>Sunday Morning

>One thing I miss about grief is the clarity. The focus it puts on your emotions. The way it illuminates the muddiness of the day to day, lengthening the time it takes for the sun to cross the sky, and perversely, achingly, stretching the night into an endless quiet space (those frozen hours when the rest of the world is asleep and so who are you going to call?) At any moment, if asked how you’re feeling, you have the answer. And though you are grappling with everything, (compounded by bullshit like the electric bill and the goddamn subway,) grasping at complicated feelings like you’d pick a Bingo number, what pervades the entire experience is something simple, strangely comforting.

The one-year anniversary of Meg’s death was back in September. So now everything I do, if I mark the time, a year ago, well, she was already dead.

Kip never met her. He was the first seriously important person in my life that didn’t know me in the context of her. For a time I didn’t know who I was. I guess this happens after long marriage that ends in divorce, when your parents die, or your child is lost to history, the ocean, a careening drunk driver, whatever. You aren’t sure who you are. You aren’t sure if you know how to go it alone. We so often bounce ourselves off another.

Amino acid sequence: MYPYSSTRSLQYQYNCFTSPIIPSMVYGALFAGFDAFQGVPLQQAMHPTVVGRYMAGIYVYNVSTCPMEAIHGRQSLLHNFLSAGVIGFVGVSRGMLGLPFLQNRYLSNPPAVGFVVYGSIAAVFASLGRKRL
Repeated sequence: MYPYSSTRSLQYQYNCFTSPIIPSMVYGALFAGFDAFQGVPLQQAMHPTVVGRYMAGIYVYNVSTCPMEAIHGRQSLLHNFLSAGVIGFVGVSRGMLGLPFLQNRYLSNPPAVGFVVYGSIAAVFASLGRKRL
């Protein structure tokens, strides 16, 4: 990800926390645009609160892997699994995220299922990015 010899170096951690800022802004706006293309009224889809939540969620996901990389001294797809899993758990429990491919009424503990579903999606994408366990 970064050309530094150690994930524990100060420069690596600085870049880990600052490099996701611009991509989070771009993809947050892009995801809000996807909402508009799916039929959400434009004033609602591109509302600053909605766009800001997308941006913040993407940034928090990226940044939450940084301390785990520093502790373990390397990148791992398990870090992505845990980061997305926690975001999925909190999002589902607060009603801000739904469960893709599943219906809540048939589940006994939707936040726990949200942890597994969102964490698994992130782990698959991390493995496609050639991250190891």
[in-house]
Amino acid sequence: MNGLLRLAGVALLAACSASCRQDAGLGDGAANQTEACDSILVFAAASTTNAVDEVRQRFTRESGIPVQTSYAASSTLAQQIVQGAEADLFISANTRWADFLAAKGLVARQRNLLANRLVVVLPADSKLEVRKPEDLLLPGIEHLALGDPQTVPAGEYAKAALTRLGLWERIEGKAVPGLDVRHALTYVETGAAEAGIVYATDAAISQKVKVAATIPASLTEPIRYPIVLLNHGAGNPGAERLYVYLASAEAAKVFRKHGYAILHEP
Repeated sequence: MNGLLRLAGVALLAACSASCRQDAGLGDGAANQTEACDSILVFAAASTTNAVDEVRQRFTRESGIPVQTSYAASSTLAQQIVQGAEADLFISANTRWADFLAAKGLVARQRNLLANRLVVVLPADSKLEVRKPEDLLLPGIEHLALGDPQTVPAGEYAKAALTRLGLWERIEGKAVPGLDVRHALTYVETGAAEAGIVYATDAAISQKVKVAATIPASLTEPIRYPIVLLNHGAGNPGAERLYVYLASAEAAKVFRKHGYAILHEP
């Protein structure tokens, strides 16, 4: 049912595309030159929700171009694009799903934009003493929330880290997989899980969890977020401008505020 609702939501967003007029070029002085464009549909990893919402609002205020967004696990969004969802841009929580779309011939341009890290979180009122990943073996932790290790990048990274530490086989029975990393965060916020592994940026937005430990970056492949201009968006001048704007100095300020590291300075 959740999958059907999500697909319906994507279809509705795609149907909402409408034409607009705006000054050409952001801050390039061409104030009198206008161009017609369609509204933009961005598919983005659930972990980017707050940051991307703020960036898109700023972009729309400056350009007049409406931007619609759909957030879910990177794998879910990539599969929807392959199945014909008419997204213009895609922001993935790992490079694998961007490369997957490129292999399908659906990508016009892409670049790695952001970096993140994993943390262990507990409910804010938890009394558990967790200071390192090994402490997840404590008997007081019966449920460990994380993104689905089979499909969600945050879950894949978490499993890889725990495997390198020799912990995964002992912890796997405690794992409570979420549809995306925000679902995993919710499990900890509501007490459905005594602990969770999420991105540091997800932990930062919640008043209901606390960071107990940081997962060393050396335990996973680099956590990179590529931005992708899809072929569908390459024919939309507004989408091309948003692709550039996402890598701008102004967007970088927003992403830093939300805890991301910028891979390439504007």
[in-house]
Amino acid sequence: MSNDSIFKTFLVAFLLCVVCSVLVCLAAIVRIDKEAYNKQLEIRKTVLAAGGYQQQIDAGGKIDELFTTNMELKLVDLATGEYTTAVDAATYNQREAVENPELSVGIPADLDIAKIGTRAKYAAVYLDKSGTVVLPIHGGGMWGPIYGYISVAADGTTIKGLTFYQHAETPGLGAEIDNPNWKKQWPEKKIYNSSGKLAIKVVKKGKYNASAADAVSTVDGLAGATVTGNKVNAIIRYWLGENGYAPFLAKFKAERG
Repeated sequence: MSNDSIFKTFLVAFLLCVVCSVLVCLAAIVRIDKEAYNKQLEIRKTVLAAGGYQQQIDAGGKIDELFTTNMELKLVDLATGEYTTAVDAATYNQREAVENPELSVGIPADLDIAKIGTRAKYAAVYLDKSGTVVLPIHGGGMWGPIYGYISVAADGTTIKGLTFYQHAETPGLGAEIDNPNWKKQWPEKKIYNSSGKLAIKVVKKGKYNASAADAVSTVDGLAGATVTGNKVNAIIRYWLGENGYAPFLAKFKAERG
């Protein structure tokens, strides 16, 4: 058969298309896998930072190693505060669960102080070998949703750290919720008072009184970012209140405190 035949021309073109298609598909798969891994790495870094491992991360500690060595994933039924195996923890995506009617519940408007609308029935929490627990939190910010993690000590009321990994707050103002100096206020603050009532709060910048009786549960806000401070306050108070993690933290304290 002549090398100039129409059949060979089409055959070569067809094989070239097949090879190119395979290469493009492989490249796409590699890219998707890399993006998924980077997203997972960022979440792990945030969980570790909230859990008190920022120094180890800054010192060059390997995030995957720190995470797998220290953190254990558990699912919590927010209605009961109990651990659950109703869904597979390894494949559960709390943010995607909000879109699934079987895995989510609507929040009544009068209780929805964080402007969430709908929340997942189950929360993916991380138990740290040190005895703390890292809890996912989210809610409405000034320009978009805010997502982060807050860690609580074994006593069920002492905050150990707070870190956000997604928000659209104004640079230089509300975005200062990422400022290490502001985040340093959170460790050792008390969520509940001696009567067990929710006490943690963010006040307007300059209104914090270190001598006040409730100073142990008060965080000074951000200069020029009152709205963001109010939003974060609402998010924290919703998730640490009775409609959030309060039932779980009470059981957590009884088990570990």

I miss her still, every day. But the sadness has lifted. And, mostly, only the charming, laughing love for her remains.


One Comment on “>Sunday Morning”

  1. 2 Dads says:

    >You leave such a clear impression of who Meg was, as a person, as a friend. You know, Calvin and I will open up your book every now and then to a random page and read to each other. There too I find such a vivid picture of her – very lifelike. I can see why you and she were such close friends.


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